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MAMMALS » SMALL
Woodland Jumping Mouse

Woodland Jumping Mouse
Napaeozapus insignis

This excellent jumper, and good swimmer, occurs in the mountains of eastern and middle Tennessee.

Description
: A small rodent with large hind feet and a distinctively long tail, which is usually white-tipped and bi-colored (brownish-gray above and whitish below). The long, coarse fur is orangish along the sides with a wide, darker brown band along the center of the back. Feet and belly color are white. Some black hairs are mixed in with the fur on the back.
Length: 8.0 - 10.0 inches
Tail: 4.5 - 6.3 inches
Ears: 0.5 - 0.8 inches
Weight: 0.6 - 0.9 ounces

Similar Species:
Meadow Jumping Mouse lacks a white tail tip.

Habitat
: Prefers moist areas and edges of coniferous and deciduous forests with dense, herbaceous growth.

Diet:
Omnivorous; primarily eats seeds, berries, fruits, fungi, and insects and their larvae.

Breeding information:
Adults begin breeding as soon as they emerge from their hibernation in late April or May. Females typically raise one litter of 2-7 (usually 4-5) young, and sometimes a second smaller litter, by August or early September. The gestation period is 23-25 days. Globular nests made of grass and leaves are built underground, in a hollow tree, or in a clump of shrubs. The hairless and blind newborns open their eyes at 26 days and they are weaned by 34 days.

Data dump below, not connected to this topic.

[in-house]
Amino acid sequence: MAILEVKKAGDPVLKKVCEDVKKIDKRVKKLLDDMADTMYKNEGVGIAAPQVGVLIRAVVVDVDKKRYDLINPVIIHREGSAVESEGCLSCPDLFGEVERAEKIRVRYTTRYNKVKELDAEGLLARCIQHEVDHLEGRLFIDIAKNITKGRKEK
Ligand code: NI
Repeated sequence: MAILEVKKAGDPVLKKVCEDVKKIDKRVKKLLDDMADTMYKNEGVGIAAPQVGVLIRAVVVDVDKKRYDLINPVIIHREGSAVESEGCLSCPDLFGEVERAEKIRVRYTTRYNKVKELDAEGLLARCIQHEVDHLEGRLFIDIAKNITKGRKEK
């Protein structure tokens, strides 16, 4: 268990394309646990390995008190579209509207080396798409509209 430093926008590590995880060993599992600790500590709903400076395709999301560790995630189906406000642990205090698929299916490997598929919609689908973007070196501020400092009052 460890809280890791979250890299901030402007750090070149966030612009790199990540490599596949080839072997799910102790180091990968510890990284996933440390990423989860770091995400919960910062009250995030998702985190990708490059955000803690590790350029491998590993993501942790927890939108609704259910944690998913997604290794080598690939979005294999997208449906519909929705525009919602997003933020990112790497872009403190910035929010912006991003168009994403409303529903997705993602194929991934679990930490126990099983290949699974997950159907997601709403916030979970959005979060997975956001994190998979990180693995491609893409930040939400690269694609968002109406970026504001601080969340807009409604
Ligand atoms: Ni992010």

Status in Tennessee:
Woodland Jumping Mouse is Deemed in Need of Management by both TWRA and Tennessee Department or Environment and Conservation.

Fun Facts
:

  • When Woodland Jumping Mice are startled, they start drumming their tails on the ground, and then make several erratic leaps covering 3-4 feet with each leap. They stop suddenly and remain motionless under some cover in an attempt to elude predators.
  • The subterranean fungus Endogone forms about one-third of their diet.

Best places to see in Tennessee: Moist forests of Appalachian Mountains.

For more information:

Sources:
Harrington, E. and P. Myers. 2004. "Napaeozapus insignis" (On-line), Animal Diversity Web. Accessed August 30, 2011 http://animaldiversity.ummz.umich.edu/site/accounts/information/Napaeozapus_insignis.html.

Whitaker, Jr., J. O. 1980. The Audubon Society Field Guide to North American Mammals. Alfred A. Knopf, Inc., New York.